It has been found in practice, however, that these two procedures possess certain disadvantages, the gravest of which are (l) rub-off; (2) the action of the silica layer as a chromatographic separator, and (3) cost.

Rub-off, or powdering-oif, as the name implies involves the tendency of the silica particles to be removed during manufacture and end use of the diazotype materials.

This action is not only very annoying but in addition may present potential health hazards.

- It has been ascertained also that the silica layer acts as a chromatographic separator toward the several ingredients present in a typicaldiazo coating solution. This re sults in poorer stability, poorer fade resistance, and, in the case of the black line (which uses a multiplicity of coupling components) off-colored blacks. It has been stated that the use of the silica layers in the above patents enhanced brightness and density. It is to be noted, however, that the degree of improvement when weighed against the aforesaid objections, the increased cost and extra eiforts is disappointingly small.

In U. S. P. 2,662,013, issued December 8, 1953, it is suggested that the above disadvantages be eliminated by the use of binding agents for the silica particles. As such binding agents it is proposed to use those containing chemically bound nitrogen, either in the form of naturallyoccurring proteinaceous materials or synthetic resins. It was discovered that the proper ratio, eXperimentally-determined, of silica to hinder was of critical importance. In fact, it was found that at the proper ratio of silica and binder, a. synergistic effect took place, to Wit, density enhancement was out of all proportion to that obtained when either component was used alone or when the two were used together at concentrations other than optimum. Further studies revealed that silica particles of l to 5 micron size gave appreciably greater density enhancement than the smaller particles recommended in the aforesaid patents. However, particles above 10 micron size were avoided since they were difiicult to maintain in suspension in the precoating bath and produced undesirable surface roughness in the dried coating.

The procedure of the above patent was a marked commercial advance. However, it had one drawback, this being the incompatibility of the suggested binderswith the requisite ingredients of the sensitizing solution. As

a consequence, it is necessary in operating according to i the above" patent to apply the silica-binder dispersion in vided silica, light sensitive diazotype materials prepared from such compositions, and the processing of such diazotype materials, therefore, constitute the purposes and objects of the present invention.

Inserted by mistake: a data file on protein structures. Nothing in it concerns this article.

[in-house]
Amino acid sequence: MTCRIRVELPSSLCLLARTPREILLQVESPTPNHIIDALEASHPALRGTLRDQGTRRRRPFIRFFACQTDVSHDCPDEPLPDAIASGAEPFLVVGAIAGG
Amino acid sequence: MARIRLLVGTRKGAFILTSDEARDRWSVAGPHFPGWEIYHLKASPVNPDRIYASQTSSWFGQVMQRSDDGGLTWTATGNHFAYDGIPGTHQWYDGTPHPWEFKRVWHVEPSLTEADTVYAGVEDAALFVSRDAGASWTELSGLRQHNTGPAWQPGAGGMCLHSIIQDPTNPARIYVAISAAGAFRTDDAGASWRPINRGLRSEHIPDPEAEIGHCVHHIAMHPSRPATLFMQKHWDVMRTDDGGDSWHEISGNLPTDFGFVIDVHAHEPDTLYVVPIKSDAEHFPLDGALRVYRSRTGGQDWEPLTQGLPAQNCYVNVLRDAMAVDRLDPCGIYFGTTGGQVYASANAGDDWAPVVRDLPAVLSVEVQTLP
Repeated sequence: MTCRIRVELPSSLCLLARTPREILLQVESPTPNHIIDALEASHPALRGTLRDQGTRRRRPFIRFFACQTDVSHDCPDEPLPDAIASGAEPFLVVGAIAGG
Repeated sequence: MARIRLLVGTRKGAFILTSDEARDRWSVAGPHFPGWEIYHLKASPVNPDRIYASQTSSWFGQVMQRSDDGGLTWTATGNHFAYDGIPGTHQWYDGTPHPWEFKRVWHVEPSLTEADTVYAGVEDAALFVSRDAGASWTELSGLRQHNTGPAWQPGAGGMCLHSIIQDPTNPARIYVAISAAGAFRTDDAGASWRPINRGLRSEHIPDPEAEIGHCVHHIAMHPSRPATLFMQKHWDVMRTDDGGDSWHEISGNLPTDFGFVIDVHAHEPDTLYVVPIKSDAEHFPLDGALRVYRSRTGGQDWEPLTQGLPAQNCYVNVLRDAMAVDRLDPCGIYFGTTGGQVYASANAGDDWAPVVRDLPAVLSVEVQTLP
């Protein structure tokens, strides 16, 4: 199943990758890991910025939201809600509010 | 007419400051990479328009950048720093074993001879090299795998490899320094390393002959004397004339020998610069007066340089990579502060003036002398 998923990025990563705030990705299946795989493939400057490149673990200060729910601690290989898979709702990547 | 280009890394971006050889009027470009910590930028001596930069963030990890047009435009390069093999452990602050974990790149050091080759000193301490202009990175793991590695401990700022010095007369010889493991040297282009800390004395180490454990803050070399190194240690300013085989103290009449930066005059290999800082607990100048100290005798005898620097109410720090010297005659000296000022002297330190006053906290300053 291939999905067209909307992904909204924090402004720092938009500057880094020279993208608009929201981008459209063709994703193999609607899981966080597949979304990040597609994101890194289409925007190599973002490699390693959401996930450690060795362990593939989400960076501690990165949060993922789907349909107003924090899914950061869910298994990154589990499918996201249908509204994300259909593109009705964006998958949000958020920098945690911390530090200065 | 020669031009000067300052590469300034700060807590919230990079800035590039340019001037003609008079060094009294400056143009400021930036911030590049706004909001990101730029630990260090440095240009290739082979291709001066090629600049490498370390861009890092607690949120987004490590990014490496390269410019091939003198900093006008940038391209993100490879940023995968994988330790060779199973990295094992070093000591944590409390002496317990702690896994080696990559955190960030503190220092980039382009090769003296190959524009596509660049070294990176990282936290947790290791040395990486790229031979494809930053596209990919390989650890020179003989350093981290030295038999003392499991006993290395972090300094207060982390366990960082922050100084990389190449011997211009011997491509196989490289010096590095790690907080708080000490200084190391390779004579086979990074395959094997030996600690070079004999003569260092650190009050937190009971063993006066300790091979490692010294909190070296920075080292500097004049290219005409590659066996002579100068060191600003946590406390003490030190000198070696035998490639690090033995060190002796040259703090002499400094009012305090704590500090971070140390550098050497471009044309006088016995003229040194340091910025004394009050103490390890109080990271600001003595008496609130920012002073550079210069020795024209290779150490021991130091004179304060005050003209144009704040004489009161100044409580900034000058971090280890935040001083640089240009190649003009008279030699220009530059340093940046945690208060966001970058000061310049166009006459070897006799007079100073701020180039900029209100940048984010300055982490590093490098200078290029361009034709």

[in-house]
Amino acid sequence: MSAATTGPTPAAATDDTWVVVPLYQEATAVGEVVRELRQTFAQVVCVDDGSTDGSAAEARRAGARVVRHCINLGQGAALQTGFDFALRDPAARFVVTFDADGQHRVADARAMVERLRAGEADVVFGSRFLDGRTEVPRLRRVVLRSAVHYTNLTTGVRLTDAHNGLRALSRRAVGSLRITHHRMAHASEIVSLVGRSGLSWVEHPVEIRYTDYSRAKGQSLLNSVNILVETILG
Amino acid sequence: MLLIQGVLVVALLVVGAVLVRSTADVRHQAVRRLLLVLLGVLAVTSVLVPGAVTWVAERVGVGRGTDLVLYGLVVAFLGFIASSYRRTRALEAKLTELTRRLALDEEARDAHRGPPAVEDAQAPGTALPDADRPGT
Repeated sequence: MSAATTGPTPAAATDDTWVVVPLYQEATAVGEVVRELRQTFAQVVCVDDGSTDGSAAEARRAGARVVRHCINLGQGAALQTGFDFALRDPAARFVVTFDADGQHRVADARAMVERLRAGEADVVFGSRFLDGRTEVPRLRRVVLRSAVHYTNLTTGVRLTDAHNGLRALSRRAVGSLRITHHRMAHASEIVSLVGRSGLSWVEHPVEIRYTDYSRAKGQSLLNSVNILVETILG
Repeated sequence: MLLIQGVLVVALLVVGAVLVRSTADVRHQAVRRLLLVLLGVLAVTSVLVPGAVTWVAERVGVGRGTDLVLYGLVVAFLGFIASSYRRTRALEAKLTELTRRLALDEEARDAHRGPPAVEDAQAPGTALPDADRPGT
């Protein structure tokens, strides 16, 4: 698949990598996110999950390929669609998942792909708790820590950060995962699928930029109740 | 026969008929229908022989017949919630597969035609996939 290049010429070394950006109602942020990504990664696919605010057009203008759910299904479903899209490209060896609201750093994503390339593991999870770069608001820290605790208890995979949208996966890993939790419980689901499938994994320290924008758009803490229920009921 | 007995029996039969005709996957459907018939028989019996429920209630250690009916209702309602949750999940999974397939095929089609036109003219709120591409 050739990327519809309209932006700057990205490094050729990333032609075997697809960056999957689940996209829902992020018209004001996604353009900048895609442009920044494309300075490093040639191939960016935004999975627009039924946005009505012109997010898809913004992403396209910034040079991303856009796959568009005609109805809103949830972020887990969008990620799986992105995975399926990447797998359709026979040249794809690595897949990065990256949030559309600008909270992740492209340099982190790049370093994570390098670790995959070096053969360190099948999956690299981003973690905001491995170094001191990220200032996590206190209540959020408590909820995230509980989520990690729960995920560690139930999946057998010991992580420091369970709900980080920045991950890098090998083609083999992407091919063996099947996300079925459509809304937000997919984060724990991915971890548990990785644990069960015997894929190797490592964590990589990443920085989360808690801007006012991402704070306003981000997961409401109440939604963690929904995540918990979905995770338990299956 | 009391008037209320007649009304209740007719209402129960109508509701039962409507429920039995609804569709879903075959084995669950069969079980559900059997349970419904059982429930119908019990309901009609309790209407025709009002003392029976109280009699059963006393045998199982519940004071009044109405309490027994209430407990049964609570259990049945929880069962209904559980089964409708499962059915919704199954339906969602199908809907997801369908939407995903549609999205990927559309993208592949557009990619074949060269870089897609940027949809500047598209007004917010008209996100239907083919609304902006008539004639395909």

The water insoluble polymers, the use of which is contemplated herein, may be a polyvinyl ester per se, such as polyvinyl acetate, polyvinyl chloride or the like, or copolymers of a vinyl ester, suchas vinyl chloride, vinyl acetate or the like with another vinyl compound copolymerizable with such ester, i. e., acrylic acid, styrene or the like. The vinyl ester in such copolymers will range from to 40 parts by weight. These polymers and copolymers are employed in the form of aqueous dispersions in which the solids content is 40-55% by Weight, Such polymers are readily obtainable in the open market.

Our experiments to date indicate that the polyvinyl esters in such dispersions, in order to be effective, must possess either a cationic charge or must possess no charge, i. e., be non-ionic. If the polyvinyl ester carries an anionic charge it is incompatible with the coupler of the sensitizing solution causing premature precipitation thereof. The use of such polymers must be avoided at all cost. Polyvinyl esters containing a cationic charge produce best results and are, therefore, recommended for use.

The silica which we use in our dispersions may be either colloidal in character or may be of a coarser grade, i. e., ranging from 1 to 5 microns in. size. We find that we obtain best results with the coarser particles and so prefer their use.

Any of the usual light sensitive diazonium compounds may be employed and, in this connection, reference is made to the compounds referred to in U. S. P. 2,501,874, and in the article by Van der Grinten, Photographic Journal, vol. 928, 1952, page 46. The stabilized diazos derived from N,N-disubstituted p-phenylenediamines are most satisfactory. Examples of such diazos are those derived from .N,N-diethyl-p-phenylenediamine; N-benzyl N ethyl p phenylenediamine; N-ethyl-p-phenylenediamine; N phenyl p phenylenediamine; N,N-diethyl-2- ethoxy p-phenylenediamine; N-ethyl-Z-methyl-p-phenylenediamine; N,N bis(fl hydroxyethyl) p-phenylenediamine; N fi-hydroxyethyl-N-methyl-p-phenylenediamine and the like. According to customary procedure these diazos are used in the form of salts stabilized with zinc chloride, tin chloride, cadmium chloride and the like.